There are quite a few out there arguing that Welker's price tag shouldn't be as high as it is because his production is due to New England's offensive system. As you look at it further, while Welker is definitely one of the best slot receivers in the game, it's tough not to feel there's some truth to that when it comes to the idea of paying him #1 receiver money.

Welker's biggest season obviously came in the same year in which both Gronkowski and Hernandez became a focal point in the Patriots passing game. Gronkowski finished with 90 grabs for 1327 yards and 17 touchdowns, while Hernandez was next with 79 catches for 910 yards and 7 touchdowns.

From there New England didn't have a viable threat in the passing game in critical situations, with just Deion Branch and Chad Ochocinco both combining for 66 catches, nearly half of Welker's production. As the year went on Branch clearly slowed down and Ochocinco was never able to get a grasp of the no-huddle offense, and opposing defenses started to adjust to the fact the Patriots really didn't have another receiver to complement Welker.

Taking a look back at last season, Welker started off fast but he wasn't able to sustain it. He caught 51 passes for 785 yards and 6 touchdowns through the first six games of the season, but over the final 12 he caught 71 passes for nearly the same yardage total at 784 and 3 touchdowns.

Gronkowski and Hernandez became the go to guys in the red zone as the season went on last year. (FILE:Icon/SMI)
There was also a big shift in the red zone as the team clearly started targeting Gronkowski and Hernandez as the year went on. Through those first six games Welker was their leading red zone receiver inside the 20, catching 10 passes for 74 yards and five touchdowns, while Gronkowski and Hernandez each combined for 10 catches and seven touchdowns.

Through the final 12 Gronkowski and Hernandez were both targeted 18 and 16 respectfully, while Welker saw Brady go his way just 8 times. Gronk caught 8 touchdowns while Hernandez grabbed 3 over that same span. Welker caught just one.

During the postseason Gronkowski and Hernandez finished as the team's two leading receivers in both yardage and scoring, with Gronk finishing with 258 yards and 3 touchdowns, while Hernandez had 188 yards and 2 scoring grabs of his own.

Needless to say the Patriots are probably already starting to look at the future and it's tough to not make the argument that they may be better served to let Welker go in order to make sure those two guys don't go anywhere. As good as Welker's been if these two continue to improve and play at a high level, we'll find out if their presence has the same effect on other guys like Brandon Marshall, Jabar Gaffney or Donte Stallworth - among others - to also step in and potentially have success in New England's offense. If that happens, it may only end up further hurting Welker's case for a big payday.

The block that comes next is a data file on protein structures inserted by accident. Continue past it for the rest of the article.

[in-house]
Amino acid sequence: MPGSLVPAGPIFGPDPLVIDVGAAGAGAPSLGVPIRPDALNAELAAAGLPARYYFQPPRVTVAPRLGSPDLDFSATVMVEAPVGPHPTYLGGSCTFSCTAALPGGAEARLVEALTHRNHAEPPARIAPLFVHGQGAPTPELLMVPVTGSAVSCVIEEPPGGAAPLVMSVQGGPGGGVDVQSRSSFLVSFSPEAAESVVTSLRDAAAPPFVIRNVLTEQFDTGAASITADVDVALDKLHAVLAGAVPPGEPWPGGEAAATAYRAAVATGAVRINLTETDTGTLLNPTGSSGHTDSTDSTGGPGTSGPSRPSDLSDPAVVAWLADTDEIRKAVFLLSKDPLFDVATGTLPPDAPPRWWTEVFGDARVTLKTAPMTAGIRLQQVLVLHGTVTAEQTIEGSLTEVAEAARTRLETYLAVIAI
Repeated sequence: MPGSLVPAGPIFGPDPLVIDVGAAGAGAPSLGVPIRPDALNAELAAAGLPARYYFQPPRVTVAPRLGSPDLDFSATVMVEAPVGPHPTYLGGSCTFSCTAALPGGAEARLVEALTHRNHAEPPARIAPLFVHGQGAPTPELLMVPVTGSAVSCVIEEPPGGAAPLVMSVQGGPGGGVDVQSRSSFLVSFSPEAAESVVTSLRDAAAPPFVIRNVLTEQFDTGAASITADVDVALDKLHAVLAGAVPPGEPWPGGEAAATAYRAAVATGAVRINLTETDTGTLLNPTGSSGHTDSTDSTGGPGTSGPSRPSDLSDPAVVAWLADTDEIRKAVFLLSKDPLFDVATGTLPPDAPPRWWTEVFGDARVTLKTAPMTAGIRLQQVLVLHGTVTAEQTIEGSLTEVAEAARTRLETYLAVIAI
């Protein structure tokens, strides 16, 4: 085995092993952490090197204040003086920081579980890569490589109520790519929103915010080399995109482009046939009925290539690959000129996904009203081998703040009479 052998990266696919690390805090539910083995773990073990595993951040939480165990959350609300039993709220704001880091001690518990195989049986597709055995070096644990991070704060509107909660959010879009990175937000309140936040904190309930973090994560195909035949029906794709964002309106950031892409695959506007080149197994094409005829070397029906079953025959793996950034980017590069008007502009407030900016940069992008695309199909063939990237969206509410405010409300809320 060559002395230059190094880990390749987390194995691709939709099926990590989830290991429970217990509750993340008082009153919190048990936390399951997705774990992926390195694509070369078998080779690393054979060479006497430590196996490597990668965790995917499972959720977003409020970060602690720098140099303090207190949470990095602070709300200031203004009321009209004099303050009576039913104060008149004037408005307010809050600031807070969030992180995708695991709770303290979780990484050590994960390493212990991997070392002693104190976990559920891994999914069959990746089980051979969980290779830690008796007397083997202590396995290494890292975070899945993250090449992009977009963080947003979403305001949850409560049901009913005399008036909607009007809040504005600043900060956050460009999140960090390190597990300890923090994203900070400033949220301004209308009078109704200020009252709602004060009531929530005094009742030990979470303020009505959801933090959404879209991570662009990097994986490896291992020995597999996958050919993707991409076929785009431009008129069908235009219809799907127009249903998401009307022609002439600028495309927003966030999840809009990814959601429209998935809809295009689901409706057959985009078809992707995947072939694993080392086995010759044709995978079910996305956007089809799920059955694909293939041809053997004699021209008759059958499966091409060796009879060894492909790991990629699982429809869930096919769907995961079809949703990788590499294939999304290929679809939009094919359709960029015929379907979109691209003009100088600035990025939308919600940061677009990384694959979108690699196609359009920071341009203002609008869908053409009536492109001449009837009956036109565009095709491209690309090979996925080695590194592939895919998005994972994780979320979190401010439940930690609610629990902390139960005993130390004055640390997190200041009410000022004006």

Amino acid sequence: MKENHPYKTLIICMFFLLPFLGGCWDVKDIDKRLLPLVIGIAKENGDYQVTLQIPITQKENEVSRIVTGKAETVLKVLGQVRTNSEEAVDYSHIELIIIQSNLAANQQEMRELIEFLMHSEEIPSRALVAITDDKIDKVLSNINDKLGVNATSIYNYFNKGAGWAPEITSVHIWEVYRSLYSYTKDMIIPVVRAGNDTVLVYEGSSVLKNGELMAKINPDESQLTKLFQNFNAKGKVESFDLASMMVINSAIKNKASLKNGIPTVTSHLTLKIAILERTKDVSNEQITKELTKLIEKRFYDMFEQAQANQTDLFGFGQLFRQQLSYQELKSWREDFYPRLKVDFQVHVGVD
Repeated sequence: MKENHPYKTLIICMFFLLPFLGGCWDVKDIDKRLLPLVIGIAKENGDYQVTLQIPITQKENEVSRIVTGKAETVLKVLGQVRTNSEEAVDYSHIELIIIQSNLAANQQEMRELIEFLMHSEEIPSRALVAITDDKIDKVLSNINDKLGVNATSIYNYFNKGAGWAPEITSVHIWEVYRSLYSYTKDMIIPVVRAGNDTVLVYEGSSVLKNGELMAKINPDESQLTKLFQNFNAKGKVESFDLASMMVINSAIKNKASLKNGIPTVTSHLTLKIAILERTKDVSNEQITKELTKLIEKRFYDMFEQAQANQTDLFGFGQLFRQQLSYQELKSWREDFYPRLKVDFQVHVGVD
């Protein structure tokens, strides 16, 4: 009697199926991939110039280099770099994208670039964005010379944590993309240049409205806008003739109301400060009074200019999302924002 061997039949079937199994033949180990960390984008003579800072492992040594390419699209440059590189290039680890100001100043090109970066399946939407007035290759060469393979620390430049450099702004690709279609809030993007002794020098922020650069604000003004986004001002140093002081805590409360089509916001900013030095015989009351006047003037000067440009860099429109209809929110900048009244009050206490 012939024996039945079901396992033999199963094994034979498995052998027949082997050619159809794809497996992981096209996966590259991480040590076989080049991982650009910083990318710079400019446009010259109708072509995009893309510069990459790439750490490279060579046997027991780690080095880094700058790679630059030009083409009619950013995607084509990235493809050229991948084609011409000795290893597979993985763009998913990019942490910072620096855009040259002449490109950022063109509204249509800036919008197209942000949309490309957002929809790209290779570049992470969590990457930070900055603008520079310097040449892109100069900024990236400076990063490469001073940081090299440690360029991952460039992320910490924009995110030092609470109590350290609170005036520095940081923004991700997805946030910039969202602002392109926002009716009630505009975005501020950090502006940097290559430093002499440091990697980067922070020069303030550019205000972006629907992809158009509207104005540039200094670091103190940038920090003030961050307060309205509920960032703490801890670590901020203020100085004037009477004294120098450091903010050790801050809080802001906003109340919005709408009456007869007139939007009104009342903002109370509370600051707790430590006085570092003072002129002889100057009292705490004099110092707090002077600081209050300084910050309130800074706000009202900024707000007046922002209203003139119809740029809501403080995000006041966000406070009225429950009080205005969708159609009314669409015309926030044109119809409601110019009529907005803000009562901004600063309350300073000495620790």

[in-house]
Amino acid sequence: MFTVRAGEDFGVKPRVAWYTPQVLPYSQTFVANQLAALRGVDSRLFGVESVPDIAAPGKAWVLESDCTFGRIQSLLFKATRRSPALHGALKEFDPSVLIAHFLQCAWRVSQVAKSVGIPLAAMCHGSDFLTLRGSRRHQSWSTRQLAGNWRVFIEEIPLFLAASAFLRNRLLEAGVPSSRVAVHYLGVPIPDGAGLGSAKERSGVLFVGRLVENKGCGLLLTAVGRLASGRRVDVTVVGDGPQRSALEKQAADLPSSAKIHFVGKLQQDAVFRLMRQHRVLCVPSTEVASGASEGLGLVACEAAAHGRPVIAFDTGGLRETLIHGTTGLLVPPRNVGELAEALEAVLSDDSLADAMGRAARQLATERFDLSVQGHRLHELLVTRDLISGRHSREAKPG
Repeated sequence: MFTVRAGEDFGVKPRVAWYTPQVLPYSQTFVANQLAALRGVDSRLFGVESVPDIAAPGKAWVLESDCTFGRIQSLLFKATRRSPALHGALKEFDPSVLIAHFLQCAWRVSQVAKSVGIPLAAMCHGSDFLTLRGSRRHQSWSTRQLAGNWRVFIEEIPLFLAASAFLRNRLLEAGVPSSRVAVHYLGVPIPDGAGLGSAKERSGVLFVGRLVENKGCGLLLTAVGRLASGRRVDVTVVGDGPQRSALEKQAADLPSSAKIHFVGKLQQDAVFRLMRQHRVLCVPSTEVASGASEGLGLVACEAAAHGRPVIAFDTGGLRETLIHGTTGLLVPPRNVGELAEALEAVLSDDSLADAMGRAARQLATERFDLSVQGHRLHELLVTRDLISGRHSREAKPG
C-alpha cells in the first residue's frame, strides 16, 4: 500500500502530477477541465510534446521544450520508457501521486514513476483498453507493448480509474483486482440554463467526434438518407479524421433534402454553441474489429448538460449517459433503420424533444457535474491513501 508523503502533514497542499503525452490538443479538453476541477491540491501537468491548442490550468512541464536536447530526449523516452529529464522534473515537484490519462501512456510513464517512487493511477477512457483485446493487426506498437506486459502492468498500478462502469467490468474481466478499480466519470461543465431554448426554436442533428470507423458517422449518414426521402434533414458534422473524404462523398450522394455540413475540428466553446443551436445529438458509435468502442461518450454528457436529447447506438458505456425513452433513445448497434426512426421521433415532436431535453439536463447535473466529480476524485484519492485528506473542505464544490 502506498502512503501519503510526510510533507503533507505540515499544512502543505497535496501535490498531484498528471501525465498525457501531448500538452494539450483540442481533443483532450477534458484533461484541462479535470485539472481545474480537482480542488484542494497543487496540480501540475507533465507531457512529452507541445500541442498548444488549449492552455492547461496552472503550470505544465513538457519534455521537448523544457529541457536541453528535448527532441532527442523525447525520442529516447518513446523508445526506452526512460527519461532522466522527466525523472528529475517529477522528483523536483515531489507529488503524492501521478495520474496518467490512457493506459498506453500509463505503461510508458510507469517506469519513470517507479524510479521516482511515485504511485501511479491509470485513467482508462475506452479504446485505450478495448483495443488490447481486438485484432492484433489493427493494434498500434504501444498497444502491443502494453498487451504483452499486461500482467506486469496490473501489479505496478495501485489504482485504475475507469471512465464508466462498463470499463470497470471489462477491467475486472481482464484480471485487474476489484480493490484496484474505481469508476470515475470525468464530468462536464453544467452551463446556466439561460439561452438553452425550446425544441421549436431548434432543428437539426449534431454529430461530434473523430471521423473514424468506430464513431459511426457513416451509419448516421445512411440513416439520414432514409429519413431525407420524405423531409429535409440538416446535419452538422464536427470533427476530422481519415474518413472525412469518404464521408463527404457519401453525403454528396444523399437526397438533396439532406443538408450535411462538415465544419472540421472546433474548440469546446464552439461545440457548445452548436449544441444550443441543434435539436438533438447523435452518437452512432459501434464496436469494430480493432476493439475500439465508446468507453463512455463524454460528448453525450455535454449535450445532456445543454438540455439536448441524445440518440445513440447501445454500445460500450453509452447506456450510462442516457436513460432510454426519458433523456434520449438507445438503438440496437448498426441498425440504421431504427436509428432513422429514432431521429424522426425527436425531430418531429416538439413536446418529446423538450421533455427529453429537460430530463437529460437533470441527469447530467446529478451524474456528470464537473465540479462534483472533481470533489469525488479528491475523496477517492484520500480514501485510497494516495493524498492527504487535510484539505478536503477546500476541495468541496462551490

The bad news is it may be coming down to a situation where a long-term deal for Welker may be out of the price range to allow them the fiscal ability to retain their young duo. It took Belichick over a decade to find them and he's obviously seen how prolific this offense can be now that he's got them. With who they have for talent this year, one would have to think they'll even be that much better.

In the end it all comes down to a numbers game and who they can or can't afford to pay, but you would have to believe keeping two young guys of the caliber of Gronkowski and Hernandez will be the priority. It probably wouldn't even surprise most fans if we see some effort to try and potentially lock them up as early as this season. With that being said, a long-term deal for Welker would take away from the amount they'd be able to use to secure those two, and it's clear the value he's looking for doesn't seem to equal the value placed on that position by the front office.

We all know Welker is a special player, but so are Hernandez and Gronkowski - and they're both nearly a decade younger. Robert Kraft recently said it will take two sides to get a deal done, and if Welker is willing to compromise based on the amount of guaranteed money the team is willing to give him (usually the most important part of the deal) to try and fit himself into their long-term plans, then hopefully it may work out.

In a perfect world, they'd be able to keep everybody. All we can do now if an extension for Welker isn't reached before this season is enjoy watching him hopefully have one more productive year as a Patriot.

Otherwise all we can do is cross our fingers and hope that he's not lining up somewhere else within the division next season.

A special thanks to James Christensen of who contributed to this article.